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Reviews > Clothing > Hats > Sunday Afternoons Adventure Hat > Owner Review by Lori Pontious
AFTERNOONS ADVENTURE HAT
July 29, 2010
I backpacked, camped and fished all over the lower 48 states with my family as a kid, and then life happened. I restarted these activities about four years ago - I dayhike or backpack 2-6 times a month. I am between light and ultralight. I have a hammock system and own a Tarptent. I am a side sleeper and typically use a NeoAir on the ground. My base weight depends upon season and where I go.
This is a 100% nylon hat with a 4" (10.15 cm) brim in front and a 7.5" (19.05 cm) veil that extends down the back of the neck. Two patches of mesh on the sides of the hat provide some ventilation. On the front of the hat at the base of the crown there is a decorative strip of fabric with a geometric pattern on it. There is a soft rectangle of absorbent material across the front inside of the crown (brow band). The hat is not insulated in any way. The crown of the hat is shaped to fit snugly on the head. The drawstring is generously long and has a cordlock to adjust up and down as I find necessary to keep the hat on in a strong wind. The product description on their website rates the Adventure hat (hereafter known as 'the hat') as UPF 50+. The UPF (Ultraviolet Protective Factor) measures how much ultraviolet light the fabric absorbs; a fabric with a UPF rating of 50 only allows 1/50th of the sun's UV radiation to pass through it. A rating of 50 generally means that where the fabric covers the skin, the wearer is protected against about 98% of UVA and UVB.
There is a square fastener on the veil (loop) and another on the back of the dome (hook) to allow the wearer to anchor the veil up off the neck, and a 3/4" (1.91 cm) wide grosgrain strap with a plastic fastener that either allows for adjusting the fit of the hat, or unclipping it and leaving it open/loose.
Field DataI hike mainly in the Sierra Nevada, sometimes on the California Coast or in lower elevation parks and wilderness areas within the interior ranges of California, such as Henry Coe State Park or Pinnacles National Monument. I have been doing a lot of trail hiking but in some areas (Ventana Wilderness is a good example) the trail conditions vary greatly and I may be facing a wade through vegetation or a climb over (or crawl under) a downed tree. I frequently carry a bear canister due to the bear problems in the Sierra, especially in National Parks. I have been participating in our local search and rescue team and this takes me off trail, sometimes crawling through deadfall, avalanche chutes, or dense manzanita and buck brush. My leisure backpacking outings take me from low to mid elevation trailheads over high passes (10,000 feet and higher), through forested, subalpine and alpine terrain. If I use a piece of gear it gets a workout - I am not intentionally rough on things, but I try to find things that will survive my klutzy tendencies.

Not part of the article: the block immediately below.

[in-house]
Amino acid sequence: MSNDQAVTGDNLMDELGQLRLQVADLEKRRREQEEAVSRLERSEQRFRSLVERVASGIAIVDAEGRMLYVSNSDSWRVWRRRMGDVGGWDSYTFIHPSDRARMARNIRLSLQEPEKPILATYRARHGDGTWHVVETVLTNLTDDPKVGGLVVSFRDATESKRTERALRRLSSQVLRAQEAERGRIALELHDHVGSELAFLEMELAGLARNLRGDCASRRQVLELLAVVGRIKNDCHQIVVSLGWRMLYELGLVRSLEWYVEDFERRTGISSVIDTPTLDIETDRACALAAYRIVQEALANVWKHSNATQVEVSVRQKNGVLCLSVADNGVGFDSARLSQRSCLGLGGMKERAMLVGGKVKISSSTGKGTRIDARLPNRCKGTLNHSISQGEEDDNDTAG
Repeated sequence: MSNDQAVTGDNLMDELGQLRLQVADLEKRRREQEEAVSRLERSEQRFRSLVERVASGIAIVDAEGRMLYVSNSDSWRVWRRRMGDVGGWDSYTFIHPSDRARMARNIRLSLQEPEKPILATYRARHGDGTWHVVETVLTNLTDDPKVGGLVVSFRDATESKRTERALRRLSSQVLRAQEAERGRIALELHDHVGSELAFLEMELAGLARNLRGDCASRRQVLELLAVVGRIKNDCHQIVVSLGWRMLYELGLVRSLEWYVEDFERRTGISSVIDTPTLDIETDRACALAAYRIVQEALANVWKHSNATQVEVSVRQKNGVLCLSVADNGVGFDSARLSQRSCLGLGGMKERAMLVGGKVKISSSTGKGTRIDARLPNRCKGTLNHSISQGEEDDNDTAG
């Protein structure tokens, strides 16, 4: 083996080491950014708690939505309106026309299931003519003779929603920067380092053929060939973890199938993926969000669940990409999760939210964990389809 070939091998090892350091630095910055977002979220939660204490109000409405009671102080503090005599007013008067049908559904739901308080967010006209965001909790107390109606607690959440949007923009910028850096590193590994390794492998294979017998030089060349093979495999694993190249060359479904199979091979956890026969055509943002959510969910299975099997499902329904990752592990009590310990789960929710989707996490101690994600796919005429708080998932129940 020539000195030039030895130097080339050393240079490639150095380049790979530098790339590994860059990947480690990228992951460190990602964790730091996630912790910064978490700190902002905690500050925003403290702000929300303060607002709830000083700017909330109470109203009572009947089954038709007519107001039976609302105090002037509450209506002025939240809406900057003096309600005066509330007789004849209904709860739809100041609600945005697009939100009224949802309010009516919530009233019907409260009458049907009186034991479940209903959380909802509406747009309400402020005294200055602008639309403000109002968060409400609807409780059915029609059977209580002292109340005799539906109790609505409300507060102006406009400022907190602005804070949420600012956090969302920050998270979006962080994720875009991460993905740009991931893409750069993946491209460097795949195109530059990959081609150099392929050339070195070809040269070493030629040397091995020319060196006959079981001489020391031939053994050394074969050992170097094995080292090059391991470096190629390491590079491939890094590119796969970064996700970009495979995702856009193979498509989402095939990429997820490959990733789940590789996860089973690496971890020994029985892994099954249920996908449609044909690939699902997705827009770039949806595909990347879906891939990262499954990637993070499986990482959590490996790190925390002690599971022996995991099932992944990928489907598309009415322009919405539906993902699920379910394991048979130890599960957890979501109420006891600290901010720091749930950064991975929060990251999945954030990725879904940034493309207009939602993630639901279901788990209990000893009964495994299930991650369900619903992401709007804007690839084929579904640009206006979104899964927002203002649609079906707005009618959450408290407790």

I have worn this hat every month, 1-6 times a month, for almost three years, since the day I purchased it to replace another hat with a shorter brim. It's been on my head on almost every hike I've been on, on top of passes and peaks, in brushy and overgrown canyons, in the high desert, on trails in state and national parks, and down the river trails and around lakes in the foothills. It's been with me on boats and in the backs of trucks. On occasion it has been blown or knocked off, but always saved by the drawstring. Properly adjusted, it fits down on my head and stays there without having to be so tight that it's restrictive, and it takes a good strong gust of wind to blow it off. Last month, I wore it on a search and rescue training and sometimes pushed my way through brush head first, letting the brim shield my forehead and eyes.
I hesitated because of the price -- there are plenty of hats that cost less and appeal more to my limited budget. But I am glad that I made the investment.
Some of the places this hat has gone:
Yosemite NP - Chilnualna Falls, Alder Creek Falls, North Dome, Half Dome, Tuolumne Meadows through Lyell Canyon up Donahue Pass and over (pine forest to alpine granite talus fields, subalpine meadows)
Sequoia/Kings Canyon NP - Lewis Creek Trail, Mist Falls trail, Panther Gap/Alta Peak/Alta Meadow, the Lakes trail, Marble Creek Falls (pine forests, open ridge along decomposed granite trailbeds, granite slab, subalpine meadows)
Pinnacles NM - Bear Gulch, the Balconies trail (low elevation, hot and sunny and open grass/scrub)
Ventana Wilderness and Henry Coe State Park (low elevation manzanita/madrone/scrub, open ridges and grassy fields, a lot of sun exposure)